2019 Minnesota Wild Draft Outlook – Forwards

Paul Fenton
NEWARK, NJ - JUNE 30: (L-R) Assistant General Manager Paul Fenton of the Nashville Predators speaks with hockey analyst Ray Ferraro during the 2013 NHL Draft at the Prudential Center on June 30, 2013 in Newark, New Jersey. (Photo by Bruce Bennett/Getty Images)

The 2019 NHL Draft is a big event for teams undergoing a rebuild or thinking about starting one. The Minnesota Wild draft will be no exception. They have an ageing core and a poorly rated farm system. General manager Paul Fenton has some interesting times in his future if he is going to get Minnesota back in the playoffs soon.

2019 Minnesota Wild Draft Outlook – Offense

With the 12th pick in the 2019 NHL Draft, Minnesota isn’t in a position to grab an immediate difference maker. Most of the truly elite players are likely off the board by the time Minnesota is on the clock. That puts them in an interesting position for forwards: do they go with the “best player available”, or should they pivot to someone that makes sense for the team given it’s current or projected makeup? Even if pick 12 isn’t all that exciting, there are still several names that should interest Wild fans. Each prospect listed here has been scouted by our own Ben Kerr, but click on each name for the full profile and breakdown.

Options at Pick 12 – The Favourites

The player most fans should hope is available at this pick is Alex Newhook. The BCHL product was an absolute unit for the Victoria Grizzlies, scoring 102 points in 54 regular season games. His skating, shot, and instincts all rate highly according to most breakdowns. The one concern is his competition in the BCHL and if his junior league dominance can translate to the NHL game. If that causes him to drop, he should absolutely be Minnesota’s selection. Newhook projects to be a top six center in the league with a few seasons of development in college and/or the AHL.

If Newhook is unavailable at 12, Vasili Podkolzin is a popular projected pick. The 6-foot-1, 190=pound Russian winger has a general reputation of being the sort of grinding, finishing wing that thrills fans and agitates opponents. He was productive across multiple levels of lower-tier hockey in his home country but does have some question marks attached. Podkolzin currently has two years left on a contract with SKA St. Petersburg and has indicated he intends to finish that commitment. There are also issues with his skating stride, but there’s time to correct that. Assuming he comes over in 2020-2021, he’d project for a top-six spot with plenty of power play time.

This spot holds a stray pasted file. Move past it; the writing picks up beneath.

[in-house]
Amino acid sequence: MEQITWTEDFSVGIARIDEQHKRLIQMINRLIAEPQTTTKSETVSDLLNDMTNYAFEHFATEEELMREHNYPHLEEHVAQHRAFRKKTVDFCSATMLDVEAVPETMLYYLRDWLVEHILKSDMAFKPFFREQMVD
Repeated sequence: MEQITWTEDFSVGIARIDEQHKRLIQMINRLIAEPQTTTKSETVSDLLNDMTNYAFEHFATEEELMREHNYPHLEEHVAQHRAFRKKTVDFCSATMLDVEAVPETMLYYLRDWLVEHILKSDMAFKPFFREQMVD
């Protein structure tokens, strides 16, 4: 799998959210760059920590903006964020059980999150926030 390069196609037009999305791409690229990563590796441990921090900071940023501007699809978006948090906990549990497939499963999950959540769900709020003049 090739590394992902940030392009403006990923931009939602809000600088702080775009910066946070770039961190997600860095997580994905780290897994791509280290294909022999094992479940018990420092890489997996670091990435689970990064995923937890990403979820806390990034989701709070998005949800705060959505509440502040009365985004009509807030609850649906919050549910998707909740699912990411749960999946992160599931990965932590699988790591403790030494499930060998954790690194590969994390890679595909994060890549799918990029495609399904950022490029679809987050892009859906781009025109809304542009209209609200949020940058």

Alternate Options

Another option for Minnesota is Hamilton Bulldogs forward Arthur Kaliyev. He scored 50 goals as a 17-year old in the OHL and has an elite shot in his arsenal. Kaliyev could be a great option on the wing with his size (6-foot-2, 190 pounds) at both 5-on-5 and on the man advantage. However, many scouting reports have questioned his effort and pace. Despite the concerns about his mental game, Kaliyev would be one of the best forward options based on his pure scoring ability. That is something Minnesota desperately needs with their primary scorers ageing rather swiftly.

Two other forwards look like good fits for Minnesota in round 1. Centres Ryan Suzuki and Peyton Krebs could also be available when the Wild pick. Suzuki is the brother of Montreal prospect Nick Suzuki and has plenty of skating and puck handling ability, but criticisms about his physical game and a lack of wow in his OHL production.

Krebs did just about everything for a Kootenay team that ultimately moved to Winnipeg as the WHL season wrapped up. He isn’t as big as Suzuki, but reports like his physical effort more. If Minnesota goes with Krebs, they will need to contend with a partially torn Achilles suffered during offseason training.

Options at pick 42:

The second round would see a number of forwards as potential options. One strong option is Jamieson Rees. The 5-foot-11 left-handed centre scored 32 points in 37 games for Sarnia. He projects somewhere in the middle of the round, where the Wild have the 42nd pick. Also consider Nicholas Robertson from the OHL’s Peterborough Petes or Albin Grewe from the Djurg√•rdens junior system. He should be in the SHL next year.

The Minnesota Wild draft class won’t generate a truly elite player, but that’s nothing to worry about. The team is likely entering a rebuild that will see major roster changes in the next couple of seasons as they move towards a younger team the scores more easily. The draft is a big part of acquiring players to fit that model. Considering how competitive the Central Division looks, the Wild could take a slower approach to rebuilding the franchise. Check back through the week for more pre-draft coverage.

 

Main Photo: NEWARK, NJ РJUNE 30: (L-R) Assistant General Manager Paul Fenton of the Nashville Predators speaks with hockey analyst Ray Ferraro during the 2013 NHL Draft at the Prudential Center on June 30, 2013 in Newark, New Jersey. (Photo by Bruce Bennett/Getty Images)

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